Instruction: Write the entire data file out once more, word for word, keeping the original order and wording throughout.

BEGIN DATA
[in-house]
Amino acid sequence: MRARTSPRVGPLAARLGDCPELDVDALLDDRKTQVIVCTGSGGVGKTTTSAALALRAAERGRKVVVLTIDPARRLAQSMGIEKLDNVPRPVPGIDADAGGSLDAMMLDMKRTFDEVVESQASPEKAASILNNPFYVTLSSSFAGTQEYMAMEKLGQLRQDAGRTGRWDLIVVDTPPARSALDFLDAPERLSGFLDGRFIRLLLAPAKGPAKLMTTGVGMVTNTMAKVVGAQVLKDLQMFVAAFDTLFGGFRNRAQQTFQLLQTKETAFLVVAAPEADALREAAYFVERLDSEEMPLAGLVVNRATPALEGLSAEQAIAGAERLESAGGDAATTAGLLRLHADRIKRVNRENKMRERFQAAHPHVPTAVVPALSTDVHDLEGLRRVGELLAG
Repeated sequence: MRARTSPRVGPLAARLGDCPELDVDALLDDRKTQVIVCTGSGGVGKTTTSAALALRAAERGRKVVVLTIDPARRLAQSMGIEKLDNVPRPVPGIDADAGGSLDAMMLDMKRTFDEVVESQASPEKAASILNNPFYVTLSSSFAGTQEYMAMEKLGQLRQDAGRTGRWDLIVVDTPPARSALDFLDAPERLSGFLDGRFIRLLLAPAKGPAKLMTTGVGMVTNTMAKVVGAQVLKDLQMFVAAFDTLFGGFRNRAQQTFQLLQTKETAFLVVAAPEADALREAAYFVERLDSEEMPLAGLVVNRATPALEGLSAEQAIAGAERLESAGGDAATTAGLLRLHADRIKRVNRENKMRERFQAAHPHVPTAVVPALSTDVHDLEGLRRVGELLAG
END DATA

[in-house]
Amino acid sequence: MRARTSPRVGPLAARLGDCPELDVDALLDDRKTQVIVCTGSGGVGKTTTSAALALRAAERGRKVVVLTIDPARRLAQSMGIEKLDNVPRPVPGIDADAGGSLDAMMLDMKRTFDEVVESQASPEKAASILNNPFYVTLSSSFAGTQEYMAMEKLGQLRQDAGRTGRWDLIVVDTPPARSALDFLDAPERLSGFLDGRFIRLLLAPAKGPAKLMTTGVGMVTNTMAKVVGAQVLKDLQMFVAAFDTLFGGFRNRAQQTFQLLQTKETAFLVVAAPEADALREAAYFVERLDSEEMPLAGLVVNRATPALEGLSAEQAIAGAERLESAGGDAATTAGLLRLHADRIKRVNRENKMRERFQAAHPHVPTAVVPALSTDVHDLEGLRRVGELLAG
Repeated sequence: MRARTSPRVGPLAARLGDCPELDVDALLDDRKTQVIVCTGSGGVGKTTTSAALALRAAERGRKVVVLTIDPARRLAQSMGIEKLDNVPRPVPGIDADAGGSLDAMMLDMKRTFDEVVESQASPEKAASILNNPFYVTLSSSFAGTQEYMAMEKLGQLRQDAGRTGRWDLIVVDTPPARSALDFLDAPERLSGFLDGRFIRLLLAPAKGPAKLMTTGVGMVTNTMAKVVGAQVLKDLQMFVAAFDTLFGGFRNRAQQTFQLLQTKETAFLVVAAPEADALREAAYFVERLDSEEMPLAGLVVNRATPALEGLSAEQAIAGAERLESAGGDAATTAGLLRLHADRIKRVNRENKMRERFQAAHPHVPTAVVPALSTDVHDLEGLRRVGELLAG